Reporter : CHUKWUBUIKE MADU
According to the 1999 constitution of Nigeria as amended, the primary responsibility of government is security and welfare of citizens. However, some residents of Enugu have expressed worry with the series of security challenges faced by the country for some years now, a situation they describe as a serious threat to the peace and corporate existence of the country.
This is perhaps why some respondents, who spoke with Radio Nigeria on the country’s 60th Independence anniversary, want government at all levels to address fundamental issues that heightens insecurity in the federation.
Since 1960 that Nigeria gained independence, the country has intermittently witnessed myriads of security challenges, starting from the first republic, with the 1962/63 Census crisis, religious riots, electoral violence that resulted in various coup d’états and political instability.
Worthy to mention is the secessionist move by the then Eastern Region due to perceived unjust treatment which ended up in a bitter thirty-month-old civil war. The civil war did not only shake the foundation of the country but claimed about 3,000,000 (three million) lives.
Thousands of Nigerians have also died in sectarian and inter-communal clashes, alongside cultism in schools and ritual killings in the past two decades and still counting.
There have been the issue of militancy in the Niger Delta Region that resulted in destruction of oil installations and kidnapping of expatriates for ransom, a crime that has blossomed into a nation-wide lucrative illicit business.
Among the prevailing security threats are the Boko Haram insurgency ravaging the North East, armed banditry, cattle rustling, nomadic herder-farmer clashes as well as rising agitations for self-determination, especially in the South East.
A security analyst who retired as Deputy Sheriff in Loss Angeles Police, California, USA, Mr. john Egbo, is of the view that perceived unfair treatment and marginalization of certain ethnic groups is a major reason heightening agitations for self-determination.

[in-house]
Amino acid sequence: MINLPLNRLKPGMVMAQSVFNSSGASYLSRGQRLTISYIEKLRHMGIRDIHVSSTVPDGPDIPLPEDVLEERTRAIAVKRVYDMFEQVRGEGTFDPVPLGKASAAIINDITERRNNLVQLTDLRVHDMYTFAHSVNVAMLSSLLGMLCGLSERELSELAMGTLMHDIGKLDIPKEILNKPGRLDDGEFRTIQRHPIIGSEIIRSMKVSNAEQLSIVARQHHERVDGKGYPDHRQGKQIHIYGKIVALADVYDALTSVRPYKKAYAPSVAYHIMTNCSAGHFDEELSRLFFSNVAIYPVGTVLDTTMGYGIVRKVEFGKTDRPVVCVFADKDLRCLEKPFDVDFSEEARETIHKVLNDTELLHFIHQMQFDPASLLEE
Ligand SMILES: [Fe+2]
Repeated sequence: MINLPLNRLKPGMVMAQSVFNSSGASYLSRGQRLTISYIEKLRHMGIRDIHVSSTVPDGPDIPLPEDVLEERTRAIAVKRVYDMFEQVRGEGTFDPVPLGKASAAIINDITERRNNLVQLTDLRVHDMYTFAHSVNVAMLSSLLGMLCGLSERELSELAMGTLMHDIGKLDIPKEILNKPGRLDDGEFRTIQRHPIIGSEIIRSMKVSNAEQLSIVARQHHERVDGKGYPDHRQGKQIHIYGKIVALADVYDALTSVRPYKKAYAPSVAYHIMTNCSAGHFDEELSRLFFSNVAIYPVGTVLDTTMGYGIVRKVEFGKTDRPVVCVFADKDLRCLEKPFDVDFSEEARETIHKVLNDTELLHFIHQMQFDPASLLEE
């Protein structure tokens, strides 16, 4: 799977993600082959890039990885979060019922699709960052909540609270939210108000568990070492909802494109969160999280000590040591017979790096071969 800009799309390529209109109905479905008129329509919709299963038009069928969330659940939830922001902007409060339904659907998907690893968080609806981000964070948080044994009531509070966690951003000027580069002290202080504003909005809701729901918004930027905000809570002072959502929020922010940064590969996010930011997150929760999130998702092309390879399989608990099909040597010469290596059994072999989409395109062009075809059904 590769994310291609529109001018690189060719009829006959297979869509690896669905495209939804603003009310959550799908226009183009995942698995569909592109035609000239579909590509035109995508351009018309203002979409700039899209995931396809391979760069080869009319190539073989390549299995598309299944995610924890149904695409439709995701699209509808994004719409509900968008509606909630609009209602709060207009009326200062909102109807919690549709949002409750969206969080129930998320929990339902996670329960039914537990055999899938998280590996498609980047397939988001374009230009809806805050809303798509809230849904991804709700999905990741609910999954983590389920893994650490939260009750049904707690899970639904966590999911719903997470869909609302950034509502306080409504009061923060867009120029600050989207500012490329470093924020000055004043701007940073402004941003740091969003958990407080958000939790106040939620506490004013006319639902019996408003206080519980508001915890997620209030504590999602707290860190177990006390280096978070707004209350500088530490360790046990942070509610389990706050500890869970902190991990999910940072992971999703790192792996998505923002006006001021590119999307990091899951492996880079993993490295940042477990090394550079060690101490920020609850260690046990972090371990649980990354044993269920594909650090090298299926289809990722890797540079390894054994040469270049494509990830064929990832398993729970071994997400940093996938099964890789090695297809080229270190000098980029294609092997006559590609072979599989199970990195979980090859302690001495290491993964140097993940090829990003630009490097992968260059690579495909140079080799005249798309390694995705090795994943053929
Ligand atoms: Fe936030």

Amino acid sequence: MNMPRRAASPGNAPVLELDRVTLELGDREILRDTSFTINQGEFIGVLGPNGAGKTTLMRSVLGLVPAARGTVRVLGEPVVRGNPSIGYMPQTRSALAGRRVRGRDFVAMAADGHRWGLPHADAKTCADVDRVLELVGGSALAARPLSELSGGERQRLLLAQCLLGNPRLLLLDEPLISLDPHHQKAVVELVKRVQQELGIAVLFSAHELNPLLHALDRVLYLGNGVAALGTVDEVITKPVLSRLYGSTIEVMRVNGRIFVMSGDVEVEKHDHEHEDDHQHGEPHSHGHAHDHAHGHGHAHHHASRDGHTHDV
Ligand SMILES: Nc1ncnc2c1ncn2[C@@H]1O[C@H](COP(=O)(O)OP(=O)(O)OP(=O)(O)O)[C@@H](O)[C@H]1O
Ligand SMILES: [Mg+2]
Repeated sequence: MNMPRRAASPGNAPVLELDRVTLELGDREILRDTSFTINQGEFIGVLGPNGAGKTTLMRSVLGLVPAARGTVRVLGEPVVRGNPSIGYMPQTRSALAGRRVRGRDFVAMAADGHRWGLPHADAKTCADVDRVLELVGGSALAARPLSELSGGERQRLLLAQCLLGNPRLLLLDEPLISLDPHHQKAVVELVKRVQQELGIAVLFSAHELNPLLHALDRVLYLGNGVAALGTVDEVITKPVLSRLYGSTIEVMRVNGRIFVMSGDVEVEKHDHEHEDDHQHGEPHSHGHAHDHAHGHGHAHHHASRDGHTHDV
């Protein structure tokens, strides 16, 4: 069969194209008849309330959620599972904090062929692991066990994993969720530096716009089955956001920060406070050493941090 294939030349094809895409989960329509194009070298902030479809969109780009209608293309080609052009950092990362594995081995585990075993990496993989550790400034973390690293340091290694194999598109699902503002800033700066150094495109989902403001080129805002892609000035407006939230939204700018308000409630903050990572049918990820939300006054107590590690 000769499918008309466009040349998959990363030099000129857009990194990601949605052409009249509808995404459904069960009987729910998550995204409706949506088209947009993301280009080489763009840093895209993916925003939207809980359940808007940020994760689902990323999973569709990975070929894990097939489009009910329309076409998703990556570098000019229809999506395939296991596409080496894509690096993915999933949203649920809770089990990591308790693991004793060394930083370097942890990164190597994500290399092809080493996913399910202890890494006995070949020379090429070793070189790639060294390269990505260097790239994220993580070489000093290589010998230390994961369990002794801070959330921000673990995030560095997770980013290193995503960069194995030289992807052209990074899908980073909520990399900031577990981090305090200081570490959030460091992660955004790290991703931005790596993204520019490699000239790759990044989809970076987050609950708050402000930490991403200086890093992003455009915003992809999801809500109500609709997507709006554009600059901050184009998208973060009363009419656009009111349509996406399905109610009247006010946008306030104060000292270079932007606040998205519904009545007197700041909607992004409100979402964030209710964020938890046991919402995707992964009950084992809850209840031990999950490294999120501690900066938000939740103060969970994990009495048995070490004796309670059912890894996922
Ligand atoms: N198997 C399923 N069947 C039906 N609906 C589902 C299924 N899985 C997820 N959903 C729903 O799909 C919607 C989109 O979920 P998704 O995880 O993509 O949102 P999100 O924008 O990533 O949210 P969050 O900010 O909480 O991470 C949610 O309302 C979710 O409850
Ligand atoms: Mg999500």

“There is a bias, appointing people to man the security architecture from one tribe of the country is wrong. The superiority of tribes, the superiority of religion and preferential treatment to certain group of people and not caring for the general interest of Nigerians has made the agitation for self determination very prominent.
“The Middle-belt wants to become their own state and of course the South-East wants Biafra, the Delta Region of South-South wants their own and then the Yorubas have started demanding for Oduduwa to be a separate country,” the Security expert pointed out.
Mr. Egbo identified poor funding of the Police force as another serious factor hindering effective policing of the country.
“After the war, the military became more important than the police office and to that effect the army began to get a larger funding than the police.
“Now the Nigeria Police Force has actually been reduced to security guard for those in power and those who have money; whether you earned your money in a corrupt way, they will assign you so many police officers.
“If the police are well funded, the internal security would have been at par with the expectations of the country,” Mr. Egbo said.
A retired Army officer and former Security Adviser to Governor Ifeanyi Ugwuanyi of Enugu State, Major General Fred Eze, shares similar view with Mr. Egbo but with emphasis on the need for state and regional security, stressing that the current security arrangement has largely failed to effectively address escalating local conflicts.
“See the ratio of security agencies to the Nigerian population. There is security situation all over the country, talk about Boko Haram, banditry, armed robbery, kidnapping, herdsmen issue, see what is happening in Southern Kaduna.
“The Federal Police lacked the capacity to handle all those issues both in manpower and equipment, I think they are overwhelmed. State policing will be necessary because people within an area who know the environment very well will be able to take care of security in their environment,” Gen. Eze noted.
General Eze (Rtd) further wants government to show commitment to stem the tide of increasing rate of unemployment, which the recent National Bureau of Statistics (NBS) report puts at 27.5%, a situation that is believed to have forced many into criminal activities.